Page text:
Business Management & Leadership Resources

Four Barriers to Effective Communication

By Timothy I. Thomas
Why does communication so often go wrong? This article discusses the top four reasons for breakdowns in communication.

Tim Thomas

Timothy I. Thomas is the President and CEO of Makarios Consulting, LLC, a leadership development and business consulting firm. Makarios Consulting specializes in interactive training and one-on-one coaching in progressive organizations in order to equip and empower their leaders to maximize their own leadership skills and inspire others to accomplish extraordinary business results. Timothy Thomas is the author of Creating All-Star Performers: The Power of Effective Feedback, now available for immediate download.

1. Poor Listening Skills

Poor listening skills top the list when it comes to barriers to communication. Poor listening skills can result from:

  • Lack of involvement with the other person or the topic at hand: you just don’t care enough to listen.
  • Distractions in the environment such as excessive noise or activity.
  • Disagreement with the speaker, resulting in mentally “shutting off” the other person.
  • Passive listening rather than active involvement with the speaker.

2. Assumptions

There are many assumptions we make while communicating with others. For instance, you might think that you know what the other person is going to say, so you simply “leave” the conversation.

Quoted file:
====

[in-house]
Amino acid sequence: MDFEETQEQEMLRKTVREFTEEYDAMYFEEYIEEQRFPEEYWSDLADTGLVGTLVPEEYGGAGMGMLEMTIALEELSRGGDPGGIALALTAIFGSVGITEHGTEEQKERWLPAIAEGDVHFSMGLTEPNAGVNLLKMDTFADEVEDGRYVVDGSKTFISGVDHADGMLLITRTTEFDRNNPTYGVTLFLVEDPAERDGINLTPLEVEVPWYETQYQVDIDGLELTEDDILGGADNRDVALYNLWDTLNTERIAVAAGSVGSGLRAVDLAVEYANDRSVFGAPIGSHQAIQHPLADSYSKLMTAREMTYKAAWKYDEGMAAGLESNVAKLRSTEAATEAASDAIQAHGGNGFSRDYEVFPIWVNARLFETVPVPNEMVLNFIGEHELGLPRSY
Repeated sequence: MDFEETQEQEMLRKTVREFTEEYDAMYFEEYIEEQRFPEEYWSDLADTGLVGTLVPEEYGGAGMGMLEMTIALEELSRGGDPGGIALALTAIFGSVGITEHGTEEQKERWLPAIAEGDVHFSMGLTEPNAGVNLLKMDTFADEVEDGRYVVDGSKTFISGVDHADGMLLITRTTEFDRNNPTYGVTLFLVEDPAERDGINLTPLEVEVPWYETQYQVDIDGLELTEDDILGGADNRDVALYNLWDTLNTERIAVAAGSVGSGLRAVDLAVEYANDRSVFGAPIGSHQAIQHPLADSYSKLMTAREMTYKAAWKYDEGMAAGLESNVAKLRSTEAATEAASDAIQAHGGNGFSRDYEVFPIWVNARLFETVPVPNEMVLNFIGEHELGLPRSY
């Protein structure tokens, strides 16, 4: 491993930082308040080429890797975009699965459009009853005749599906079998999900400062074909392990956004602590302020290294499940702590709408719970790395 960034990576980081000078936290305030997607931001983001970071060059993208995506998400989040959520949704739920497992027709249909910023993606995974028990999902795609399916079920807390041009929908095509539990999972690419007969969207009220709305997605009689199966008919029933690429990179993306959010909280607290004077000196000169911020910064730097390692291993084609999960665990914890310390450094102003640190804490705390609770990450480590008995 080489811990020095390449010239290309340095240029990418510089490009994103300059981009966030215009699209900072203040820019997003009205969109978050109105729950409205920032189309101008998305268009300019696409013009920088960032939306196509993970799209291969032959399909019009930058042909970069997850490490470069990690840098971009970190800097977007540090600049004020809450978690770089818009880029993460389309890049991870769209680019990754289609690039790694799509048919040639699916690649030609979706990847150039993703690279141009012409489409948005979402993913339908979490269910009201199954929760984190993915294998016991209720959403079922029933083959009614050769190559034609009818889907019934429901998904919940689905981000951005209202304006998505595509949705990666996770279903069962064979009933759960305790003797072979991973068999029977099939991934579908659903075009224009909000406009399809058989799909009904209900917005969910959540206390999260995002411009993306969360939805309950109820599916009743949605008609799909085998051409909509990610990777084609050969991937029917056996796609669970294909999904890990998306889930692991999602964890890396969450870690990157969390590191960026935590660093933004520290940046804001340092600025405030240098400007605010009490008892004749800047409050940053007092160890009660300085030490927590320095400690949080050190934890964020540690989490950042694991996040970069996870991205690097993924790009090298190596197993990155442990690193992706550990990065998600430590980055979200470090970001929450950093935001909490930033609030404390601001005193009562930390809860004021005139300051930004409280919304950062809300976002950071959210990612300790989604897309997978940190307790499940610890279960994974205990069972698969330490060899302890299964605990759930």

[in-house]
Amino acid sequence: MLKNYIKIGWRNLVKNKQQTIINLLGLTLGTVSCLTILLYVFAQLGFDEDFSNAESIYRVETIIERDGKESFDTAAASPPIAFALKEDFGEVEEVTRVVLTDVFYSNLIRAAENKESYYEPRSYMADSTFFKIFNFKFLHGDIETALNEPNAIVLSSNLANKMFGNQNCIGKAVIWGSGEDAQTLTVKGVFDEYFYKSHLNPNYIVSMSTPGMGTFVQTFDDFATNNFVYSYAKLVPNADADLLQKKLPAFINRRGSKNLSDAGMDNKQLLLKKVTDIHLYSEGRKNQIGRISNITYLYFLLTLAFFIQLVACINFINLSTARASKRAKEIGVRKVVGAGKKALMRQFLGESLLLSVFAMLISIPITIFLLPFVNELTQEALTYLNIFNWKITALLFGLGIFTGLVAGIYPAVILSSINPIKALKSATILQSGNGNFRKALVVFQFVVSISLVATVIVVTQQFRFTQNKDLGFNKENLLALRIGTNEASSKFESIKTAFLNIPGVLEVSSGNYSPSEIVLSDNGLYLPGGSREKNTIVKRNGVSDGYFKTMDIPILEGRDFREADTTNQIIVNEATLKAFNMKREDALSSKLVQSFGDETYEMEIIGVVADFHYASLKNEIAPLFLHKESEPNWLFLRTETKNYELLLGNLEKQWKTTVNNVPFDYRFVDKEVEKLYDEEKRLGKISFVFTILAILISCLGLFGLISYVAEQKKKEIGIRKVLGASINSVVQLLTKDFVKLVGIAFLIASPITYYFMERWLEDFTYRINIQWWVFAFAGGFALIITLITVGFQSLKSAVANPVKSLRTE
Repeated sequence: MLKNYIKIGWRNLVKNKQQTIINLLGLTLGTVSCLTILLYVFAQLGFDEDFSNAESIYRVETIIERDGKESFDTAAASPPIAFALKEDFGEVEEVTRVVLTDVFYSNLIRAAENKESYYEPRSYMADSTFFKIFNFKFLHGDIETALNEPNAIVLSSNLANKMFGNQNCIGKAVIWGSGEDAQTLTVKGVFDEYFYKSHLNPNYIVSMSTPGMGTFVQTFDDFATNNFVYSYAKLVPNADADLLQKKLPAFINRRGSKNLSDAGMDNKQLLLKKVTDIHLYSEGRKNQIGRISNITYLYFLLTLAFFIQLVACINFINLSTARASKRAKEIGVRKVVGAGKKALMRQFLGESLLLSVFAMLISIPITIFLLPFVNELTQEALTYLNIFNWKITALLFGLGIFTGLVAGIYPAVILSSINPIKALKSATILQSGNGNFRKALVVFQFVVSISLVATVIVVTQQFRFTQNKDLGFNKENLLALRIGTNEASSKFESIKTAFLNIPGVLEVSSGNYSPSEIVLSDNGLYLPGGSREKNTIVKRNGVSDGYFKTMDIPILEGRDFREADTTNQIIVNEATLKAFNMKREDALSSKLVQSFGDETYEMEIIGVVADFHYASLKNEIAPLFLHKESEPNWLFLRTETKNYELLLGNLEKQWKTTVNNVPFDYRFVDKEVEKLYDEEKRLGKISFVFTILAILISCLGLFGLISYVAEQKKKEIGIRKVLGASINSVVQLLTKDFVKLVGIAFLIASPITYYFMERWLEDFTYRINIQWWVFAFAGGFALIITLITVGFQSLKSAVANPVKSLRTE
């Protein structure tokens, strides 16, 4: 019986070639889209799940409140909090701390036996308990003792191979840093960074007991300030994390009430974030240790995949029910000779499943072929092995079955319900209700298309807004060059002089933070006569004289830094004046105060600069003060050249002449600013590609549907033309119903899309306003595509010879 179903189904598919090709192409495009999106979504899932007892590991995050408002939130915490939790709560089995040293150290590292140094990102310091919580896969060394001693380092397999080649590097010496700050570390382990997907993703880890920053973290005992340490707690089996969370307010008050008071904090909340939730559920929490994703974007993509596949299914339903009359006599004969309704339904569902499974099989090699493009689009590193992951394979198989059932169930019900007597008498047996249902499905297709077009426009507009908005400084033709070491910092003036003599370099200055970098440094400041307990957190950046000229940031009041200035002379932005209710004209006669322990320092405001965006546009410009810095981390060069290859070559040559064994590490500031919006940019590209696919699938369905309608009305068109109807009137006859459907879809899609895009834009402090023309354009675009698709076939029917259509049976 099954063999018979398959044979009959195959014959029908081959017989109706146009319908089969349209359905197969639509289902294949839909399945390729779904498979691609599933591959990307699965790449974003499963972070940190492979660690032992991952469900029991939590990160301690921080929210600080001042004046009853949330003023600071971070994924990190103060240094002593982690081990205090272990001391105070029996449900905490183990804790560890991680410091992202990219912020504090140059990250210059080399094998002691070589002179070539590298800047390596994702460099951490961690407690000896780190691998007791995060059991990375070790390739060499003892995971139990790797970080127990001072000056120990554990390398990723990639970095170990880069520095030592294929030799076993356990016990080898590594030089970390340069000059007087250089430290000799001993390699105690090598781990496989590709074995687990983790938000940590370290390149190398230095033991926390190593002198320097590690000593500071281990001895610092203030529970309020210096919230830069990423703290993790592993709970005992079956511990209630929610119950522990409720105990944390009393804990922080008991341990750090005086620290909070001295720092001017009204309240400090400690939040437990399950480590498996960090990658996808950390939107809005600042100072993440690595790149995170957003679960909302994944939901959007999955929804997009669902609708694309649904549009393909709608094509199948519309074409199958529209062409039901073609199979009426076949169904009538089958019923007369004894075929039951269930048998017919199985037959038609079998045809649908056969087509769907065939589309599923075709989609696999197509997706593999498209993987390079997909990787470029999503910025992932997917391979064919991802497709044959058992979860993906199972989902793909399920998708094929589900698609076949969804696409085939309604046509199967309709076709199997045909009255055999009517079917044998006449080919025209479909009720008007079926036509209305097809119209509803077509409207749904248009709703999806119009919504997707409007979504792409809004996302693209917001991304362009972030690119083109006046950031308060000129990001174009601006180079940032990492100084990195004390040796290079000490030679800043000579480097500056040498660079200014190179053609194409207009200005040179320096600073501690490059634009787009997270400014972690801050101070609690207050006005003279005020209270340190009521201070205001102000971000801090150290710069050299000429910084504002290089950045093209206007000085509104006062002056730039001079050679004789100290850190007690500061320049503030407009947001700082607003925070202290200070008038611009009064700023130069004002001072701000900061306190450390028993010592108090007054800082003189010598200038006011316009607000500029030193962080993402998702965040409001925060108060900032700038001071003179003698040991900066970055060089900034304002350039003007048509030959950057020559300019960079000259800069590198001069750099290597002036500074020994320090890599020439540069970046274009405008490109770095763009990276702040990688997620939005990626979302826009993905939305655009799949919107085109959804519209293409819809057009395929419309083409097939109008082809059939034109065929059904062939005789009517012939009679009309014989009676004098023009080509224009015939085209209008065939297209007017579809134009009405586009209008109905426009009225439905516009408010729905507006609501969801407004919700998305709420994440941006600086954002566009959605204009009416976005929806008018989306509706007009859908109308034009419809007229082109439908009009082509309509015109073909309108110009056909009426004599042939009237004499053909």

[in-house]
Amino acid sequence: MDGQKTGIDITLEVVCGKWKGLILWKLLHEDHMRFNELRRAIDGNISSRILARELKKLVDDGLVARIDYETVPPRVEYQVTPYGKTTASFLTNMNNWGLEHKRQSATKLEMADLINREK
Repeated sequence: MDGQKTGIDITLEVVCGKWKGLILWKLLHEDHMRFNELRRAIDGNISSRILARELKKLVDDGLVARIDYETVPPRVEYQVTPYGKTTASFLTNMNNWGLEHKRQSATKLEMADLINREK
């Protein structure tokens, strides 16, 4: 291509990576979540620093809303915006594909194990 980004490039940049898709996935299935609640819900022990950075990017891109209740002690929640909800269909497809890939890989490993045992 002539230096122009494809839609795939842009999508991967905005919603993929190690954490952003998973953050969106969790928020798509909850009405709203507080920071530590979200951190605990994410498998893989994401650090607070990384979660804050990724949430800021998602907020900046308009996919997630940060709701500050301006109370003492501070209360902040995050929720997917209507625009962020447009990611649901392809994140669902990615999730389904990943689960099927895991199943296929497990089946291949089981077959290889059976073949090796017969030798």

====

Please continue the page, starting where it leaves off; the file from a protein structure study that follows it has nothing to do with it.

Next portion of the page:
3. Non-Verbal Signals

What we don’t say is as important as what we do say in any conversation. That’s because your entire body is involved in communication, including your body language, facial expressions, sighs, rolling the eyes, crossed arms, tonality, etc. And here is a key point to remember when considering barriers to communication: when there is a conflict between the verbal message and the non-verbal message, we tend to believe what we see, not what we hear. That is, we believe the non-verbals.

4. Improper Use of Questions

Many people believe that if they ask a multitude of questions, they are communicating well and connecting with the other person. This may or may not be the case! We must ask the right questions at the right time to get the information we need to communicate effectively. That means asking open-ended questions – questions that begin with who, what, when, why, where, and how. Open-ended questions help true discussion and understanding to take place.

© 2008 Timothy I. Thomas
Article Source: Makarios Consulting, LLC